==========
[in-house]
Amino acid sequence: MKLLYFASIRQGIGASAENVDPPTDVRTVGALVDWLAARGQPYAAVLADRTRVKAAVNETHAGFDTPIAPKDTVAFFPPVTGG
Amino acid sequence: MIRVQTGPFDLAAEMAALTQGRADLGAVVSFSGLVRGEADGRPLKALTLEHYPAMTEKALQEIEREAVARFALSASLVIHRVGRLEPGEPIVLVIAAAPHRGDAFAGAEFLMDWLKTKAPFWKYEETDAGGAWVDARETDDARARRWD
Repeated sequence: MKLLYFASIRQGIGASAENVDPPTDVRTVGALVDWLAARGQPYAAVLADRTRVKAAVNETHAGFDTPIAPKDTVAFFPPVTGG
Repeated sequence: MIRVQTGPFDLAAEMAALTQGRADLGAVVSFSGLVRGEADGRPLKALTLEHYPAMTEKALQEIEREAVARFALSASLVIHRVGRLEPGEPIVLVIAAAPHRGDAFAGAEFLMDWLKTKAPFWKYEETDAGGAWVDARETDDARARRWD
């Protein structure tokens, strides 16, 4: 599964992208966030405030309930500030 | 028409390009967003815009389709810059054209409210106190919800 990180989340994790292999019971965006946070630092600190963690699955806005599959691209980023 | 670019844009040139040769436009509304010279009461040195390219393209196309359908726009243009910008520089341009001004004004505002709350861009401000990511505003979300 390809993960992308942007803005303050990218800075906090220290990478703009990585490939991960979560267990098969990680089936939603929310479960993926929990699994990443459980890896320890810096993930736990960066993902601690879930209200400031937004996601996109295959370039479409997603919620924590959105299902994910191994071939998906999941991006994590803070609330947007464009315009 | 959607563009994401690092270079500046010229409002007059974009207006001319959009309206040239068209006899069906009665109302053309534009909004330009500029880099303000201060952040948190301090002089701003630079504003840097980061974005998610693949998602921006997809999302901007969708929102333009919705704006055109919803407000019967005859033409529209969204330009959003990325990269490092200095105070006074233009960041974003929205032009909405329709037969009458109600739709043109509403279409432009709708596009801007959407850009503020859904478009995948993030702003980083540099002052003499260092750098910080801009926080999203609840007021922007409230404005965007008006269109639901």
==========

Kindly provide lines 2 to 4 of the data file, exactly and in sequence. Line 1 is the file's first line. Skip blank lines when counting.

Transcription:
Amino acid sequence: MKLLYFASIRQGIGASAENVDPPTDVRTVGALVDWLAARGQPYAAVLADRTRVKAAVNETHAGFDTPIAPKDTVAFFPPVTGG
Amino acid sequence: MIRVQTGPFDLAAEMAALTQGRADLGAVVSFSGLVRGEADGRPLKALTLEHYPAMTEKALQEIEREAVARFALSASLVIHRVGRLEPGEPIVLVIAAAPHRGDAFAGAEFLMDWLKTKAPFWKYEETDAGGAWVDARETDDARARRWD
Repeated sequence: MKLLYFASIRQGIGASAENVDPPTDVRTVGALVDWLAARGQPYAAVLADRTRVKAAVNETHAGFDTPIAPKDTVAFFPPVTGG